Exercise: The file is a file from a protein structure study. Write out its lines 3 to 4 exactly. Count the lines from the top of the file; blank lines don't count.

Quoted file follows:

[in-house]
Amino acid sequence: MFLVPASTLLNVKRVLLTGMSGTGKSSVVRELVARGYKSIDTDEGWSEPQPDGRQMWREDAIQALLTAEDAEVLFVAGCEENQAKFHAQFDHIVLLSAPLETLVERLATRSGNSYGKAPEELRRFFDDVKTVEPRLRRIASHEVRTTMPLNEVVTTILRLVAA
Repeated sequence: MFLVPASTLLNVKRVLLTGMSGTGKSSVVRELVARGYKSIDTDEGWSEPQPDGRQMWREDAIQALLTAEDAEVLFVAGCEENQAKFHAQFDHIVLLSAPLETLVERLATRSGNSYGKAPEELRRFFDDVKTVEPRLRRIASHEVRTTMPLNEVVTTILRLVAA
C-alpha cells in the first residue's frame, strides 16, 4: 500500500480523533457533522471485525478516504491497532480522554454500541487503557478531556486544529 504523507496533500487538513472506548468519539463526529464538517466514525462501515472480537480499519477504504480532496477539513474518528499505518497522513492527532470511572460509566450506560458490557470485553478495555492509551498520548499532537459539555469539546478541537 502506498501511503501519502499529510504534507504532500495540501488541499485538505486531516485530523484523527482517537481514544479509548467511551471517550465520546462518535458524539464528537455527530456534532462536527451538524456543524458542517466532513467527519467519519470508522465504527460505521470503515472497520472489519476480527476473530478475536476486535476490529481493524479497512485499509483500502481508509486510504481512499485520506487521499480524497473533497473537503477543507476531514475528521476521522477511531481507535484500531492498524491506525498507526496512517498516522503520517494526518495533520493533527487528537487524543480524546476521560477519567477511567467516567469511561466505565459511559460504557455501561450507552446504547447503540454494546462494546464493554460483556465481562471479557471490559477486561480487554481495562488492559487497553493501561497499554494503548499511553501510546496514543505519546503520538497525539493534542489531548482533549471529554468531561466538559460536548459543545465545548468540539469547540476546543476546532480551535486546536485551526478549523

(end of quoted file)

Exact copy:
Repeated sequence: MFLVPASTLLNVKRVLLTGMSGTGKSSVVRELVARGYKSIDTDEGWSEPQPDGRQMWREDAIQALLTAEDAEVLFVAGCEENQAKFHAQFDHIVLLSAPLETLVERLATRSGNSYGKAPEELRRFFDDVKTVEPRLRRIASHEVRTTMPLNEVVTTILRLVAA
C-alpha cells in the first residue's frame, strides 16, 4: 500500500480523533457533522471485525478516504491497532480522554454500541487503557478531556486544529 504523507496533500487538513472506548468519539463526529464538517466514525462501515472480537480499519477504504480532496477539513474518528499505518497522513492527532470511572460509566450506560458490557470485553478495555492509551498520548499532537459539555469539546478541537 502506498501511503501519502499529510504534507504532500495540501488541499485538505486531516485530523484523527482517537481514544479509548467511551471517550465520546462518535458524539464528537455527530456534532462536527451538524456543524458542517466532513467527519467519519470508522465504527460505521470503515472497520472489519476480527476473530478475536476486535476490529481493524479497512485499509483500502481508509486510504481512499485520506487521499480524497473533497473537503477543507476531514475528521476521522477511531481507535484500531492498524491506525498507526496512517498516522503520517494526518495533520493533527487528537487524543480524546476521560477519567477511567467516567469511561466505565459511559460504557455501561450507552446504547447503540454494546462494546464493554460483556465481562471479557471490559477486561480487554481495562488492559487497553493501561497499554494503548499511553501510546496514543505519546503520538497525539493534542489531548482533549471529554468531561466538559460536548459543545465545548468540539469547540476546543476546532480551535486546536485551526478549523